The prediction of the support pressure (Pi) and the development of the ground reaction curve (GRC) are crucial elements of the convergence–confinement procedure used to design underground structures. In this paper, two different types of artificial neural networks (ANNs) are used to predict the Pi of circular tunnels in elasto-plastic, strain-softening rock mass. The developed ANNs consider the stress state, the radial displacement of tunnel and the material softening behavior. Among these parameters, strain softening is the parameter of the deterioration of the material’s strength in the plastic zone. The analysis also presents separate solutions for the Mohr–Coulomb and Hoek–Brown strength criteria. In this regard, multi-layer perceptron (MLP) and radial basis function (RBF) ANNs were successfully applied. MLP with the architectures of 15-5-10-1 for the Mohr–Coulomb criteria and 17-5-15-1 for the Hoek–Brown criteria appeared optimum for the prediction of the Pi. On the other hand, the RBF networks with the architectures of 15-5-1 for the Mohr–Coulomb criterion and 17-3-12-1 for the Hoek–Brown criterion were found to be the optimum for the prediction of the Pi. Full article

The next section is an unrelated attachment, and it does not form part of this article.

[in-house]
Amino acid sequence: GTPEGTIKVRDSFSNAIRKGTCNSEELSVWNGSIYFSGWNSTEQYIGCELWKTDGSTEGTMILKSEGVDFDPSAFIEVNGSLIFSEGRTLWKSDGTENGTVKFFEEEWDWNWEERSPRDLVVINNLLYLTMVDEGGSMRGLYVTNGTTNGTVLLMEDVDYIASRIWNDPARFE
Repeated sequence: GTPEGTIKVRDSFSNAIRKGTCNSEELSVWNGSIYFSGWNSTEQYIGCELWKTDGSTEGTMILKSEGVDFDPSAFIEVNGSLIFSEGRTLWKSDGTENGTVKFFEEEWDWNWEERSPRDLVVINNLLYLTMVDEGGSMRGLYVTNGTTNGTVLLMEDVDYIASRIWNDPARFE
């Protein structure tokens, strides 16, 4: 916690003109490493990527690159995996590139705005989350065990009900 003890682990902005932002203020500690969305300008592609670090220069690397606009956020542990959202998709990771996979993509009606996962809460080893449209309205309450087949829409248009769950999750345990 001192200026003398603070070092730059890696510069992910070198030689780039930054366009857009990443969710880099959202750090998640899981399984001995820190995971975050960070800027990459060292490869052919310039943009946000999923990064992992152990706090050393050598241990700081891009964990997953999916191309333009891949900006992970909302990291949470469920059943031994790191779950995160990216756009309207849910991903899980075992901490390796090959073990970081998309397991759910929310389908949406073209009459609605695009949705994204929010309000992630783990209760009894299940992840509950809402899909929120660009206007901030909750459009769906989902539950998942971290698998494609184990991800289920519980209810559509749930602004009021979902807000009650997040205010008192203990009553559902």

(This article belongs to the Special Issue Soft Computing Techniques in Structural Engineering and Materials)
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Open AccessArticle Investigation on the Sensitivity of Ultrasonic Test Applied to Reinforced Concrete Beams Using Neural Network
Appl. Sci. 2018, 8(3), 405; https://doi.org/10.3390/app8030405
Received: 1 February 2018 / Revised: 28 February 2018 / Accepted: 5 March 2018 / Published: 9 March 2018
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Abstract
An experiment on reinforced concrete beams using four-point bending test during an ultrasonic test was conducted. Three beam specimens were considered for each water/cement ratio (WC) of 40% and 60%, with three reinforcement schedules named design A (comprising two top bars and two [...] Read more.